You go to the meeting, and two hours later all the stakeholders in the room have co-created a solution. What’s going to happen when it’s time for that process to be implemented? That’s right — little or no resistance. Why would anyone resist a change that they thought up themselves?

Satisficing

Find the resistance, cast it out, and co-create solutions. But don’t forget the most important step: recognizing that perfection is not always perfect. (For quality professionals, this one can be kind of tough to accept at times.)

What this means is: in situations where change is needed, sometimes it’s better to adopt processes or practices that are easier or more accessible for the people who do them. Processes that are less efficient can sometimes be better than processes that are more efficient, if the difference has to do with ease of learning or ease of execution. Following these tips will help you help others take some of the pain out of change.


Markus, M. L. (1983). Power, politics, and MIS implementation.  Communications of the ACM, 26(6), 430-444. Available from http://130.18.86.27/faculty/warkentin/papers/Markus1983_CACM266_PowerPoliticsMIS.pdf

When Your Ideas are Met With Resistance

bm-survivalHas anyone ever opposed your ideas? Punctuated your plans? (This could be something you’ve experienced at work, or just in the regular course of life.)

Has anyone encouraged you (subtly or not so subtly) to remain entrenched in the status quo? To not “rock the boat”?

Yeah, me too.

Usually, when people question my ideas, plans, or approach – I’ll step back. I don’t want to be perceived as pushy, or aggressive, or anything other than basically nice and considerate of other peoples’ positions and feelings. I like to work in the shadowy background, producing what is meaningful to me, while others focus on what is meaningful to them – never the two paths to meet. If I’m working on projects or products for clients or customers, I defer to them entirely – using my experience or expertise only to guide or inform the process of discovery. I don’t like conflict, but when I do, I’d rather it’s between two OTHER people or organizations – and I’m just in the middle as the broker, attempting to fuse the two positions into a cohesive and mutually agreeable vision.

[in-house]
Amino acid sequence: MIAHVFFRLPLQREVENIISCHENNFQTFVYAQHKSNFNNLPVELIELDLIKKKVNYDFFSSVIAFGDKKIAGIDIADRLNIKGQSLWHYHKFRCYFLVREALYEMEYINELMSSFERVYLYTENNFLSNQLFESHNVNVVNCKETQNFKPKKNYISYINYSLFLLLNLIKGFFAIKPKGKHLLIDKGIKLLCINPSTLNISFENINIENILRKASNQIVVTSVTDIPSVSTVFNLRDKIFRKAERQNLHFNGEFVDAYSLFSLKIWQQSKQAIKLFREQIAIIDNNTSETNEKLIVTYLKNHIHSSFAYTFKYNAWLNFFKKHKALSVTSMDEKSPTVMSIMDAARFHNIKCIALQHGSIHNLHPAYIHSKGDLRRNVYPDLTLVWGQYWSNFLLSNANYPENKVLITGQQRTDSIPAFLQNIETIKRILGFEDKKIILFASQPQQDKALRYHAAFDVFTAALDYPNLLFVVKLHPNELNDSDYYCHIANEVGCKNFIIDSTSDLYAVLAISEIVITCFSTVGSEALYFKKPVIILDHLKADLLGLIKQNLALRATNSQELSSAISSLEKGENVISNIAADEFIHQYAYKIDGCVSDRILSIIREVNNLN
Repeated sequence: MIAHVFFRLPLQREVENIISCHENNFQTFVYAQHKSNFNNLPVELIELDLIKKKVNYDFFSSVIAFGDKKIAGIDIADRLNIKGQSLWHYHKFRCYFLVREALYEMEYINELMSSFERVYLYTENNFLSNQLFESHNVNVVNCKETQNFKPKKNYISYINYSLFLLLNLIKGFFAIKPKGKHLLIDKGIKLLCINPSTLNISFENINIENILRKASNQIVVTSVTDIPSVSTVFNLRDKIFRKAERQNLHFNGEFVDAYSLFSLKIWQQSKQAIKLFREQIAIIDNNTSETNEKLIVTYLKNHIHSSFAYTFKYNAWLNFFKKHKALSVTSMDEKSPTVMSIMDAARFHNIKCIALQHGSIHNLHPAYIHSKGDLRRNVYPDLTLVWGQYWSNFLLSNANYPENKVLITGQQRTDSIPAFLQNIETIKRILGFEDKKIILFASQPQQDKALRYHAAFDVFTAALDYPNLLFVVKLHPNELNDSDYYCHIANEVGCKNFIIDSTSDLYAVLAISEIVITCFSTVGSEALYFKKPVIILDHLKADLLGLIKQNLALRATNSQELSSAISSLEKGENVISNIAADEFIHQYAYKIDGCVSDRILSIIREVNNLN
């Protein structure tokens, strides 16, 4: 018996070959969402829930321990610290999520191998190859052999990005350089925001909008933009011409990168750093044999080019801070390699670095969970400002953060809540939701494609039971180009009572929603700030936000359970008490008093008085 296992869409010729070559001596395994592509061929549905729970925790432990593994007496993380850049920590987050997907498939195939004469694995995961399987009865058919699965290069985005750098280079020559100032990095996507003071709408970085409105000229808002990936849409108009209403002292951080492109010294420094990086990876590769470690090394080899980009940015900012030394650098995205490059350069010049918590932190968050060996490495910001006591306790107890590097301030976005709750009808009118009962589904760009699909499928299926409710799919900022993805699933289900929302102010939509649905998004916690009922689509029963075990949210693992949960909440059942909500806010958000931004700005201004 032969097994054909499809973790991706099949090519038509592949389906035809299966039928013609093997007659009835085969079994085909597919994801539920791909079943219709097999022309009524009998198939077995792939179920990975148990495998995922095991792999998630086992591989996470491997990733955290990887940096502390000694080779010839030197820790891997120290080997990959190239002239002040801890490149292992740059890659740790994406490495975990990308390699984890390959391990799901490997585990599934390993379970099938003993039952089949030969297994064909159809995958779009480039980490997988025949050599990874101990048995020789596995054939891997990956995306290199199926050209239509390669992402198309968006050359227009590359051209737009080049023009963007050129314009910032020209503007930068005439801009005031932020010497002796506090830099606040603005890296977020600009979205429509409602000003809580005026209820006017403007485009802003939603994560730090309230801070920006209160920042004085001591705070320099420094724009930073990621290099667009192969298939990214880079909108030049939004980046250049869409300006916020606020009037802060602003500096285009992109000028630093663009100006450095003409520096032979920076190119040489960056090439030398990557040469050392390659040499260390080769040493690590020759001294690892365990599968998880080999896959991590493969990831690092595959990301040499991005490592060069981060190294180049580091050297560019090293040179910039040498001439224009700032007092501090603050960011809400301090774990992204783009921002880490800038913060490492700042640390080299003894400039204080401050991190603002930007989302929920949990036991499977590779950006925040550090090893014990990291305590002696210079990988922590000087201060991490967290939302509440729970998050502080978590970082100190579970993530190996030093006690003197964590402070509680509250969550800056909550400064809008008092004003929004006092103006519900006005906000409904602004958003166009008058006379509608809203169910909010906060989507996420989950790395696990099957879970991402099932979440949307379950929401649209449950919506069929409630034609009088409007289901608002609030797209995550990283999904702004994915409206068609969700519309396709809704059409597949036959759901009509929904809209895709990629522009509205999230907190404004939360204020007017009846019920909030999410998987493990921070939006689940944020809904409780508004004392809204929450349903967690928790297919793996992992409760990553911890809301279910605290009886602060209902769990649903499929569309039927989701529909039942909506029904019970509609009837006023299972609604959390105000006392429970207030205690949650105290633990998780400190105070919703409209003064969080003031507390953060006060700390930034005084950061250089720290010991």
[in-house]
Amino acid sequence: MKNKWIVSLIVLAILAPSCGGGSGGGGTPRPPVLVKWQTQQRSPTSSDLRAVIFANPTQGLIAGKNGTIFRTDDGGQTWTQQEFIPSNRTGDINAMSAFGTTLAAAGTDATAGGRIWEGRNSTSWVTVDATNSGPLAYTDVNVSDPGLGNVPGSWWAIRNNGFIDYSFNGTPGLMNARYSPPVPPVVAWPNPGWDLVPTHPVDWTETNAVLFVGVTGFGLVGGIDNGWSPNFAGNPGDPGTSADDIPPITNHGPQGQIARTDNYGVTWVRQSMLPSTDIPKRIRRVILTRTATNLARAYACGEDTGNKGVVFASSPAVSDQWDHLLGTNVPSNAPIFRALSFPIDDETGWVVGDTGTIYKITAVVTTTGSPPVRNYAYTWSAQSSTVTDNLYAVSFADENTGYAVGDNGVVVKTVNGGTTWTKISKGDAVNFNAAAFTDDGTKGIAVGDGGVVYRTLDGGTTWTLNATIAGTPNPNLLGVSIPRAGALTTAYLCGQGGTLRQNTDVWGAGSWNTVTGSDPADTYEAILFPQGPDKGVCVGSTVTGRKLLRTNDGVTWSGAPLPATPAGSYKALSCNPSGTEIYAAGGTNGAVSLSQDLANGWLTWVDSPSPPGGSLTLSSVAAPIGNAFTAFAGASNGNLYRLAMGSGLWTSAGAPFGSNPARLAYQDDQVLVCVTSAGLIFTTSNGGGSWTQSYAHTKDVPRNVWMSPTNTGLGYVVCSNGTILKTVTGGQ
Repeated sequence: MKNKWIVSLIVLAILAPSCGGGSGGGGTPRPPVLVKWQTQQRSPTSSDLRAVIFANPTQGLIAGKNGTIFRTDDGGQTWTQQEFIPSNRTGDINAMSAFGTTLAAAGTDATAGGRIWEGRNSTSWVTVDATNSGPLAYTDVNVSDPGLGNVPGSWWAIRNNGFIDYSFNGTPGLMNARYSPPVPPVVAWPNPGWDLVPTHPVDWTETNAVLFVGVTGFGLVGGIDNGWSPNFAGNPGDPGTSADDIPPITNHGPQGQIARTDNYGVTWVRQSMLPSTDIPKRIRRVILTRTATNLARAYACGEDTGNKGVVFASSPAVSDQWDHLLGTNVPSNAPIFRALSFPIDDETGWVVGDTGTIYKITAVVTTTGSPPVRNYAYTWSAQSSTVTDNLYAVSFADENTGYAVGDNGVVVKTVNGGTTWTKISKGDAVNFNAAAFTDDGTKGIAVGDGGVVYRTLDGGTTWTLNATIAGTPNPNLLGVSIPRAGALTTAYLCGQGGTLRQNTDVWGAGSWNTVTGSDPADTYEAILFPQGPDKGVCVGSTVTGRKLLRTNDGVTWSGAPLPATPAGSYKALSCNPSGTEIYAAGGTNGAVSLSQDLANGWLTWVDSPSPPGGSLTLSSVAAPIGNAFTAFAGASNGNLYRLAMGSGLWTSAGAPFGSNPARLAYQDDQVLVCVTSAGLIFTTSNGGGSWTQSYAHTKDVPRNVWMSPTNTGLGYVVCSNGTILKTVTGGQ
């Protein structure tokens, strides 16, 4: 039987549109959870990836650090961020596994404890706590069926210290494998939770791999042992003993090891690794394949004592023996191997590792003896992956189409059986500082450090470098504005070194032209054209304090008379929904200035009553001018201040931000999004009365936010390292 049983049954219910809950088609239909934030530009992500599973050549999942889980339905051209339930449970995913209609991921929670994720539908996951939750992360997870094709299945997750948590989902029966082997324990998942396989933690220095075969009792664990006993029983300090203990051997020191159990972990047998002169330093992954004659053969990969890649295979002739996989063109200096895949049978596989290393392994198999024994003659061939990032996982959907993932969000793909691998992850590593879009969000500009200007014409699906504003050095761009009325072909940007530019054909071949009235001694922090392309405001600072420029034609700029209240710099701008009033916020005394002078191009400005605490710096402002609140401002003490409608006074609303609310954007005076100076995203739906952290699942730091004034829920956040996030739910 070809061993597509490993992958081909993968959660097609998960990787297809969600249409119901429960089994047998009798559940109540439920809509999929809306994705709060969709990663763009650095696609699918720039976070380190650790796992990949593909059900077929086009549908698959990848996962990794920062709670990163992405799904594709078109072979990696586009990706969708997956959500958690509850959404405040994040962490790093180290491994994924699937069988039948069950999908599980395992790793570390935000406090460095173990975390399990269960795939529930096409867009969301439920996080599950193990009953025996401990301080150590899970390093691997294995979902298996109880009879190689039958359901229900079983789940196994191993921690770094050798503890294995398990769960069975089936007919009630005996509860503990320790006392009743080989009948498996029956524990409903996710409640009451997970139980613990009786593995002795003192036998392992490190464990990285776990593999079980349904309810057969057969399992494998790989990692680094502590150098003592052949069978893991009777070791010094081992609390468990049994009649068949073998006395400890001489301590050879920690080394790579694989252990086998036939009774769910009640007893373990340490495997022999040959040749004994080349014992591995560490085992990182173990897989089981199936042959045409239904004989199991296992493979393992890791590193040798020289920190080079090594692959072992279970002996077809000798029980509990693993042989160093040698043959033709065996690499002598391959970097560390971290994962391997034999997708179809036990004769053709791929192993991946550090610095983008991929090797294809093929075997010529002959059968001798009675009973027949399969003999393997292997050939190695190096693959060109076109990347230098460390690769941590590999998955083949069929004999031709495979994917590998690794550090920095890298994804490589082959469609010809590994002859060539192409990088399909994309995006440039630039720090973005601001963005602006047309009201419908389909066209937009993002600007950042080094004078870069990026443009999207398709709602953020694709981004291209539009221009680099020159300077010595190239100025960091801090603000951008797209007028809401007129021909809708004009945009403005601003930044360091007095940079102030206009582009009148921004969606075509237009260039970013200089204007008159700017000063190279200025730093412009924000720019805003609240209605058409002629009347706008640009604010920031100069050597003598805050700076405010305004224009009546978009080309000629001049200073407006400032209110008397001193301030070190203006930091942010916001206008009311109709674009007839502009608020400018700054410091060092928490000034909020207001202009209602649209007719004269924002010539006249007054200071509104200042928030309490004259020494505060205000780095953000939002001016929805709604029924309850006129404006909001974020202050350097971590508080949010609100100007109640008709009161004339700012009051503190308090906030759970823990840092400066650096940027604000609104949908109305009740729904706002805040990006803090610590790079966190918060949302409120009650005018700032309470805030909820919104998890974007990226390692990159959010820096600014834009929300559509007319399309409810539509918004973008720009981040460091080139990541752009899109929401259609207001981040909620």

Sometimes, though, you can’t avoid being one of the parties in conflict – and as a result, today I discovered the blessing of opposition.

In the Summer 2004 issue of Journal for Quality and Participation, Thomas Berstene discussed “The Inexorable Link Between Conflict and Change” — explaining how conflict can facilitate transformation, that is, “the passing from one place, state, form, or phase to another.” He notes how every organization has examples of how constructive conflict can lead to positive transformation, if that conflict is honored for its potential value. Most significantly, he describes the cultivation of power as a means to resolve conflict, by “achieving self-interests without inflicting force on others.”

Cultivating power requires four things:

  • Authenticity. Being totally, completely, unabashedly true to your own needs, desires, and aspirations.
  • Synergy. Cultivating relationships so that you can work in harmony with (most, if not all) others.
  • Inner Strength. A sense of calm, and a higher level of peace and resourcefulness – you know you can come to a positive conclusion!